Rhetorical devices, ranked

Sometimes you stumble across knowledge so useful it feels like you’ve been handed cheat codes for the universe.

I felt that way when reading Mark Forsyth’s The Elements of Eloquence, which is a wonderfully witty romp through popular rhetorical devices found in the English language.

I’ve gathered my favourite ones in this post for easy reference. They’re a reminder that in our brave new world of AI language models, there are time-honoured formulas and patterns you can use in the grand tradition of Shakespeare, Byron, Austen, and Taylor Swift (all of the greats, basically) to empower you to outsmart the machines.



Latin. Addition of a letter.


Starting several syllables in a sentence using the same letter. Simple.


Bright as a button

Cool as a cucumber

Dead as a doornail

Power to the people

Full fathom five thy father lies — The Tempest

Voila! In view humble vaudevillian veteran, cast vicariously as both victim and villain by the vicissitudes of fate. This visage, no mere veneer of vanity, is a vestige of the “vox populi” now vacant, vanished. However, this valorous visitation of a bygone vexation stands vivified, and has vowed to vanquish these venal and virulent vermin, van guarding vice and vouchsafing the violently vicious and voracious violation of volition. The only verdict is vengeance; a vendetta, held as a votive not in vain, for the value and veracity of such shall one day vindicate the vigilant and the virtuous. Verily this vichyssoise of verbiage veers most verbose, so let me simply add that it’s my very good honour to meet you and you may call me V — V for Vendetta



Greek. Opposition, or set against.


When a thing is compared to its polar opposite for dramatic effect.


To be or not to be, that is the question — Hamlet

‘Cause you’re hot then you’re cold
You’re yes then you’re no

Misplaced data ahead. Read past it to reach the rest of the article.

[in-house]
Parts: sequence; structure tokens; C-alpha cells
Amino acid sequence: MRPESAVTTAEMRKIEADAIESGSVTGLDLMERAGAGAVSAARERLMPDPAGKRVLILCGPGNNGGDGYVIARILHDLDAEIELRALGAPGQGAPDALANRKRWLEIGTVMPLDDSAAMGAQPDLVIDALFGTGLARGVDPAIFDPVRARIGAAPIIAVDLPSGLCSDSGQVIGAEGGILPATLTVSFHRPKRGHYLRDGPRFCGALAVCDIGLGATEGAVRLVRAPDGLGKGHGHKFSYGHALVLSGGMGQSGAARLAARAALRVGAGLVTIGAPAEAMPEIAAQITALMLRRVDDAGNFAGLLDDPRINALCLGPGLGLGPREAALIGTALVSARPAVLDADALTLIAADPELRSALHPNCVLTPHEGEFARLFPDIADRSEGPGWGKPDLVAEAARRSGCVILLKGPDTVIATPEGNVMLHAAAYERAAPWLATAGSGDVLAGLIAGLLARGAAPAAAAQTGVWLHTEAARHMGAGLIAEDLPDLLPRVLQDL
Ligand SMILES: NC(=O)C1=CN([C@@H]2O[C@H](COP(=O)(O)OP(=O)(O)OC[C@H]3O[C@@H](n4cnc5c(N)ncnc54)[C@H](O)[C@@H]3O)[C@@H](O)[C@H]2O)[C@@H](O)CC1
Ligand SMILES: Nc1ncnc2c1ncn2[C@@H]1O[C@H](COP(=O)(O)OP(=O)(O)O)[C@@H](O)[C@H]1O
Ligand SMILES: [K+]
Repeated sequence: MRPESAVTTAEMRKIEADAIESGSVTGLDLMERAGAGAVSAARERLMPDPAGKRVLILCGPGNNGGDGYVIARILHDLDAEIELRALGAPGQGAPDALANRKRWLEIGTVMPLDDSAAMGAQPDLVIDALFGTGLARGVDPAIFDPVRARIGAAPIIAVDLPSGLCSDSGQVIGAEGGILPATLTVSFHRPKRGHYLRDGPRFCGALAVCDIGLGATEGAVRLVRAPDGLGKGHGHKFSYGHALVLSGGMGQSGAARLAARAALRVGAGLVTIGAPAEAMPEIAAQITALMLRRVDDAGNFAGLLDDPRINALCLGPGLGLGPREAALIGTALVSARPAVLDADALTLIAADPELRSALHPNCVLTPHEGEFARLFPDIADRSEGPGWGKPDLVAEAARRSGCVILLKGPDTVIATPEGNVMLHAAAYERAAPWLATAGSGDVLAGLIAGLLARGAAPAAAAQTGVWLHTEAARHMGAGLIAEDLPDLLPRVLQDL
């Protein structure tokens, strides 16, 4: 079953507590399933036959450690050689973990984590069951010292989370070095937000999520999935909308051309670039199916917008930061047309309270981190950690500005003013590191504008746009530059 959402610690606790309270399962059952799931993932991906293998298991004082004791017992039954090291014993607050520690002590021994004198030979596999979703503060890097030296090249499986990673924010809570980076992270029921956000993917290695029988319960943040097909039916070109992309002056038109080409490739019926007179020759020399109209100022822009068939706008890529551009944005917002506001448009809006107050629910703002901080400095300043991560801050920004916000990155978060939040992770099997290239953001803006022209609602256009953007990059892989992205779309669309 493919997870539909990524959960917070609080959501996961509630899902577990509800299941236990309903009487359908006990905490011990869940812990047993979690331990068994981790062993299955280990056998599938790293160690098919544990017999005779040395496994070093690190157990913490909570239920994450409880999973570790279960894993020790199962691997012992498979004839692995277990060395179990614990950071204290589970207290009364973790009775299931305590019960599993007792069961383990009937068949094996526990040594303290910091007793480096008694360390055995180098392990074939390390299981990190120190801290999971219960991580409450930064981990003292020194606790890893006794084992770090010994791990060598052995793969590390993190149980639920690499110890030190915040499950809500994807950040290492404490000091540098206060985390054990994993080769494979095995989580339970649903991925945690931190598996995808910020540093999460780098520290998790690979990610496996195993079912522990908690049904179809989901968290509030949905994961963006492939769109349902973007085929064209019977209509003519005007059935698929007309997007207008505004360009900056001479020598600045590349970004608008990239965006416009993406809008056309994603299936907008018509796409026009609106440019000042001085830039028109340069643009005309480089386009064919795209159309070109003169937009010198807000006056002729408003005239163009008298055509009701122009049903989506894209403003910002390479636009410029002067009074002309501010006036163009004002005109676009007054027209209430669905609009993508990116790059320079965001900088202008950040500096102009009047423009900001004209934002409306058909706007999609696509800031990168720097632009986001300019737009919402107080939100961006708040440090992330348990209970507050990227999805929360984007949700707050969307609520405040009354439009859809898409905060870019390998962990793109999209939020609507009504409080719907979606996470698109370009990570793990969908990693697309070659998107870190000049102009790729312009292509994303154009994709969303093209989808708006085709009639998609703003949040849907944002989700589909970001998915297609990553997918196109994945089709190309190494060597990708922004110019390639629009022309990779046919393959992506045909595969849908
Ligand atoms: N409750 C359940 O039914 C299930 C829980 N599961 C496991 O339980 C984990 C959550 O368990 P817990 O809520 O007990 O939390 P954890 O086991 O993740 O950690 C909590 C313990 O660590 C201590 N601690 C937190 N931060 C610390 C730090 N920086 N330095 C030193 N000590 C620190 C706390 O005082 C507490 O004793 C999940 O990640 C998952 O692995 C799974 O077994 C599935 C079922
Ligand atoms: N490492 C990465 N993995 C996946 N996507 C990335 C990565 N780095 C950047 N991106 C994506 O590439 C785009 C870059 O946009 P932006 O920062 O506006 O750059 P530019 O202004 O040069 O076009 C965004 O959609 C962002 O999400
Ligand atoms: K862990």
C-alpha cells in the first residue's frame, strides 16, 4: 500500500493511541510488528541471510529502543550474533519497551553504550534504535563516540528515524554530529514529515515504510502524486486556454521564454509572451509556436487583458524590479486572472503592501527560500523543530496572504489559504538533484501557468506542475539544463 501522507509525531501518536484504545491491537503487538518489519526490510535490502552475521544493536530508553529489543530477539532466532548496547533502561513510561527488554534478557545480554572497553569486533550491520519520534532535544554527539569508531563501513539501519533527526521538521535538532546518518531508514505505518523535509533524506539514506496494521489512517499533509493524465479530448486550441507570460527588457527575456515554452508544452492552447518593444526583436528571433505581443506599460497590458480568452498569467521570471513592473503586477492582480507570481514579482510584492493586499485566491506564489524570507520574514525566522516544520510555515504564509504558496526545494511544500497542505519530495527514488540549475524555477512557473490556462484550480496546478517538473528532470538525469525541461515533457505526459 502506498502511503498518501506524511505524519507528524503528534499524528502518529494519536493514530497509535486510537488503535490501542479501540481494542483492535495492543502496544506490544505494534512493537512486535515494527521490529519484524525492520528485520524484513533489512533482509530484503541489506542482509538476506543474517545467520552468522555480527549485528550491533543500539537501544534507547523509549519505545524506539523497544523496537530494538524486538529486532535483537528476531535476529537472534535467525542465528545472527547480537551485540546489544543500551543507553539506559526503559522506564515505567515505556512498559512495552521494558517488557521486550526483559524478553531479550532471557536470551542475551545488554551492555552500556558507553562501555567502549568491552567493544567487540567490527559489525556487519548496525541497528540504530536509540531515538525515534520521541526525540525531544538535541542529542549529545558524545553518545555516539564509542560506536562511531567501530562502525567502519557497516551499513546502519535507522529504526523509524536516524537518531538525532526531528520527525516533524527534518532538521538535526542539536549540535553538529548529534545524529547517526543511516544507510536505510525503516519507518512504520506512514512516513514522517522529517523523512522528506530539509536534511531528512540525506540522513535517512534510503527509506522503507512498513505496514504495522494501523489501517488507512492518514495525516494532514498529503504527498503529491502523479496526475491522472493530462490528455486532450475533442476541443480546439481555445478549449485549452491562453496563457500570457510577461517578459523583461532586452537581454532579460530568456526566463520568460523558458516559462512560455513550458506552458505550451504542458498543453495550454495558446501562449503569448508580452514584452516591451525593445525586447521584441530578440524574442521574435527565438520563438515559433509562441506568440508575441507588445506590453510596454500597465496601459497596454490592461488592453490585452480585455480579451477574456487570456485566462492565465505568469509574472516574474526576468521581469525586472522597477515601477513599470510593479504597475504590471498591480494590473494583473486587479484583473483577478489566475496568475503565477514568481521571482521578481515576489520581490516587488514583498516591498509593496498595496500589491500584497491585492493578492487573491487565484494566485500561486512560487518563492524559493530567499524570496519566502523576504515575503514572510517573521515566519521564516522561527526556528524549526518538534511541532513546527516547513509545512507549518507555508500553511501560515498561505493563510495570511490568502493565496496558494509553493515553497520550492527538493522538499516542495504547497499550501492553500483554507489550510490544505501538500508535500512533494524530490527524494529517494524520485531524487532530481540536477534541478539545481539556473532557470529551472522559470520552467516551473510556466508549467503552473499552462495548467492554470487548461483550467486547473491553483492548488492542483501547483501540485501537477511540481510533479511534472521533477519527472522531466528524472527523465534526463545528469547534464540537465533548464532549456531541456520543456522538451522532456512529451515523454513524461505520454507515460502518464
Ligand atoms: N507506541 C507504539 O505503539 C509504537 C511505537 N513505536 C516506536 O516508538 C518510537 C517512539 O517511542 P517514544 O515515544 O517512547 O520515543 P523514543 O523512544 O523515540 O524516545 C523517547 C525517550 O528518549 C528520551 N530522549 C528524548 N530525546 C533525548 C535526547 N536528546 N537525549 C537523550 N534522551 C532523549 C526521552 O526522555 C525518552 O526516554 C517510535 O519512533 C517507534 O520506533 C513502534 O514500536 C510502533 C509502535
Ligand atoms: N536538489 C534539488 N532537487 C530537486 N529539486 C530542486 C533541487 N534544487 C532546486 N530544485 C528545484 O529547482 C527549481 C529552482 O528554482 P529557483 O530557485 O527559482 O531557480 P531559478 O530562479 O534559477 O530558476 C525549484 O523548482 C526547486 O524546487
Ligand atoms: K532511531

You’re in then you’re out
You’re up then you’re down
You’re wrong when it’s right
It’s black and it’s white — Katy Perry



Greek. To be made double.


When you start a line using the last word of the previous line.


The love of wicked men converts to fear; that fear to hate, and hate turns one or both, to worthy danger and deserved death — Richard II

Fear leads to anger, anger leads to hate, hate leads to suffering — Yoda



Greek. Cut in two.


Repetition of a word, but broken up by a word or two in the middle.


To be or not to be — Hamlet

Food, glorious food! — Oliver!

Bond. James Bond. — You know who



Greek. Fastening together.


Repeating something over and over (and over and over and over and over) for extra oomph.


Location location location

O horror, horror, horror — Macbeth

Howl! Howl! Howl! Howl! Howl! – King Lear

We are never ever, ever, ever getting back together. Like, ever

‘Cause the players gonna play, play, play, play, play
And the haters gonna hate, hate, hate, hate, hate
Baby, I’m just gonna shake, shake, shake, shake, shake
Shake it off, I shake it off – Taylor Swift

The first rule of Fight Club is you don’t talk about fight club. The second rule of Fight Club is: You. Don’t. Talk. About. Fight club – Fight Club



Greek. One thing by two.


Take an adjective and turn it into a noun. Voila. Instantly deep, indecipherable verse.


The slings and arrows of outrageous fortune — Hamlet

Full of sound and fury – Macbeth

She walks in beauty, like the night — Byron

Nice and warm



Latin. Transposed or inverted.


Intentionally writing words in the wrong order for poetic effect.


Uneasy lies the head that wears the crown — Henry IV

One swallow does not a summer make

Off you two f*** – The Thick of It

Literally everything Yoda says



Latin. Divide or partition.


Two (or more) contrasting parts of a whole.


Hook, line and sinker

From A to Z

Every nook and cranny

From nose to tail

Of his bones are coral made; Those are pearls that were his eyes — The Tempest



Latin. The time during which something runs its course.


When you bury the active verb under a whole pile of poetic fluff to build tension.

AKA period, periode, periodos, periodic sentences.

Examples of periodus

The cloud-capp’d towers,
The gorgeous palaces,
The solemn temples,
The great globe itself,
Yea, all which it inherit, shall dissolve — The Tempest

Every breath you take,
Every move you make,
Every bond you break,
Every step you take,
I’ll be watching you — Sting and The Police



Latin. Many cases.


Using a word’s multiple meanings in one sentence.


Is this a dagger that I see before me,
The handle towards my hand? — Macbeth

Please please me — The Beatles

I dreamed a dream — Les Miserables (and Susan Boyle)



Greek. Three clauses.


The immortal, the eternal, the unbeatable rule of 3s. Three really is the magic number.


The good, the bad, and the ugly

Truth, justice, and the American way

Ready. Set. Go.

Eat, drink and be merry

We few. We happy few. We band of brothers — Henry V

I came. I saw. I conquered — Julius Caesar